Close Encounters with People of the Past
Lecture by Thomas Cahill, author of “How the Irish Saved Civilization: The Untold Story of Ireland’s Heroic Role from the Fall of Rome to the Rise of Medieval Europe” and “Mysteries of the Middle Ages.”
Given at the American University in Cairo on April 1, 2009
The Hinges of History, his seven-volume series, recounts decisive moments in Western civilization. The first book, How the Irish Saved Civilization, tells the story of fifth century Irish monks who copied and thereby preserved the heritage of Western civilization. The book stayed on the New York Times bestseller list for almost two years.
Cahill has studied with some of America’s most distinguished literary and biblical scholars. Born in New York City to Irish-American parents and raised in the Bronx, he was educated by the Jesuits and studied ancient Greek and Latin. He continued his study of Greek and Latin literature, as well as medieval philosophy, scripture and theology, at Fordham University, where he completed both a BA in classical literature and philosophy, and a pontifical degree in philosophy. He went on to complete his MFA in film and dramatic literature at Columbia University and studied scripture at New York’s Union Theological Seminary. He recently spent two years as a visiting scholar at the Jewish Theological Seminary of America.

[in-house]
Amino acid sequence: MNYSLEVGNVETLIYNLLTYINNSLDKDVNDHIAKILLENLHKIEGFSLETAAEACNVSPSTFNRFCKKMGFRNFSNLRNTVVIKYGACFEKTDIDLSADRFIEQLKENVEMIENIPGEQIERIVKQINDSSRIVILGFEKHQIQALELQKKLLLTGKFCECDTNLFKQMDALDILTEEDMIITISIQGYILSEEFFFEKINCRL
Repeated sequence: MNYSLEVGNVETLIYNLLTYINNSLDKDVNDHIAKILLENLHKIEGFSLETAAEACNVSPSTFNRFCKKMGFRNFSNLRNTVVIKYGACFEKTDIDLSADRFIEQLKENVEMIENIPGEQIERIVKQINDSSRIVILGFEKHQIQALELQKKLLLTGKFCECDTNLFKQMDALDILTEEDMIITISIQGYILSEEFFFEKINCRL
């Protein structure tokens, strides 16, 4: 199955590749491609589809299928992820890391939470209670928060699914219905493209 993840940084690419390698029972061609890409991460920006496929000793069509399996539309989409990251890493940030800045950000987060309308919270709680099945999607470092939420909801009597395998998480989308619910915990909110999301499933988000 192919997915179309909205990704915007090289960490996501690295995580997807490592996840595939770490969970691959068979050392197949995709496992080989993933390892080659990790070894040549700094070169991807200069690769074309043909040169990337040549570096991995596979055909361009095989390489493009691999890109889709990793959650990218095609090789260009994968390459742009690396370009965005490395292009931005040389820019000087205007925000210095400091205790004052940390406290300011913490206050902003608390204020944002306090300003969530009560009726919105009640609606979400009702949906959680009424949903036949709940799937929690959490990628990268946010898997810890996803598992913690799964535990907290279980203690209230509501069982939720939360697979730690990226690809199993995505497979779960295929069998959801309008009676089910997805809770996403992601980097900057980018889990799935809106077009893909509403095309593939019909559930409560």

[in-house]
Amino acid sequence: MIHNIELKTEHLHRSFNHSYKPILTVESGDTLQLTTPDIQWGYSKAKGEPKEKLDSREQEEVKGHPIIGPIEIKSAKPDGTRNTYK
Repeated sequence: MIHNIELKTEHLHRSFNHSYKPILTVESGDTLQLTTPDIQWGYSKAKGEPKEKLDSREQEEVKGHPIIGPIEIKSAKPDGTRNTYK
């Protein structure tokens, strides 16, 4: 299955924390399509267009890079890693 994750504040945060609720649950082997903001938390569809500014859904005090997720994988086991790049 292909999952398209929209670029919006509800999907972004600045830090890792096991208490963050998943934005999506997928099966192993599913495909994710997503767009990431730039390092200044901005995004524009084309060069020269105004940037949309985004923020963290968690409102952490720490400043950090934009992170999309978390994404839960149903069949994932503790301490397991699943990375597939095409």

Cahill has taught at Queens College, Fordham University and Seton Hall University. He has also served as the North American education correspondent for the Times of London, and was a regular contributor to the Los Angeles Times Book Review. Prior to retiring to write full time, he was director of religious publishing at Doubleday. Cahill is the author of 10 books, including his most recent publications, Mysteries of the Middle Ages: And the Beginning of the Modern World and A Saint on Death Row.